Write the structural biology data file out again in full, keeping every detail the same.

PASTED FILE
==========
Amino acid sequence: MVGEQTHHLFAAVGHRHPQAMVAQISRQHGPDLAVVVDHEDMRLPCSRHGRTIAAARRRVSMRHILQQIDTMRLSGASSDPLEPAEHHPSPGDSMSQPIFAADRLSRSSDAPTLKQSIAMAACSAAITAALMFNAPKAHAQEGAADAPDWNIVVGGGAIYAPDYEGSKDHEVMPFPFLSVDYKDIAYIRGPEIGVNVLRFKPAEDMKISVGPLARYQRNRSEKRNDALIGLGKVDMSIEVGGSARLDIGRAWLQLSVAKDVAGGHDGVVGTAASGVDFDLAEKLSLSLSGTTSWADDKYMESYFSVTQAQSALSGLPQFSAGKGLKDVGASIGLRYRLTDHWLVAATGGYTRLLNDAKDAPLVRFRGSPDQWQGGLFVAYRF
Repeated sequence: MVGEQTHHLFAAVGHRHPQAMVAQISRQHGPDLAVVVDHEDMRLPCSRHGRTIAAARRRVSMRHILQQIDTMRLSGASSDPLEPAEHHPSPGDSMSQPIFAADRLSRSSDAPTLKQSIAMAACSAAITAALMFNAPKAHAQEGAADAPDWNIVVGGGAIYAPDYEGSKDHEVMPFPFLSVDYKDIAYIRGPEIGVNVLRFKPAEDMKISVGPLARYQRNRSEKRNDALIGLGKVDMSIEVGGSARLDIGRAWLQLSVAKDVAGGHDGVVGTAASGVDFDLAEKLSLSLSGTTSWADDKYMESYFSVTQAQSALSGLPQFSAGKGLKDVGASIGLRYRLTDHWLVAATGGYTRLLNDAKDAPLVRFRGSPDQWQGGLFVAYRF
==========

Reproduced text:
Amino acid sequence: MVGEQTHHLFAAVGHRHPQAMVAQISRQHGPDLAVVVDHEDMRLPCSRHGRTIAAARRRVSMRHILQQIDTMRLSGASSDPLEPAEHHPSPGDSMSQPIFAADRLSRSSDAPTLKQSIAMAACSAAITAALMFNAPKAHAQEGAADAPDWNIVVGGGAIYAPDYEGSKDHEVMPFPFLSVDYKDIAYIRGPEIGVNVLRFKPAEDMKISVGPLARYQRNRSEKRNDALIGLGKVDMSIEVGGSARLDIGRAWLQLSVAKDVAGGHDGVVGTAASGVDFDLAEKLSLSLSGTTSWADDKYMESYFSVTQAQSALSGLPQFSAGKGLKDVGASIGLRYRLTDHWLVAATGGYTRLLNDAKDAPLVRFRGSPDQWQGGLFVAYRF
Repeated sequence: MVGEQTHHLFAAVGHRHPQAMVAQISRQHGPDLAVVVDHEDMRLPCSRHGRTIAAARRRVSMRHILQQIDTMRLSGASSDPLEPAEHHPSPGDSMSQPIFAADRLSRSSDAPTLKQSIAMAACSAAITAALMFNAPKAHAQEGAADAPDWNIVVGGGAIYAPDYEGSKDHEVMPFPFLSVDYKDIAYIRGPEIGVNVLRFKPAEDMKISVGPLARYQRNRSEKRNDALIGLGKVDMSIEVGGSARLDIGRAWLQLSVAKDVAGGHDGVVGTAASGVDFDLAEKLSLSLSGTTSWADDKYMESYFSVTQAQSALSGLPQFSAGKGLKDVGASIGLRYRLTDHWLVAATGGYTRLLNDAKDAPLVRFRGSPDQWQGGLFVAYRF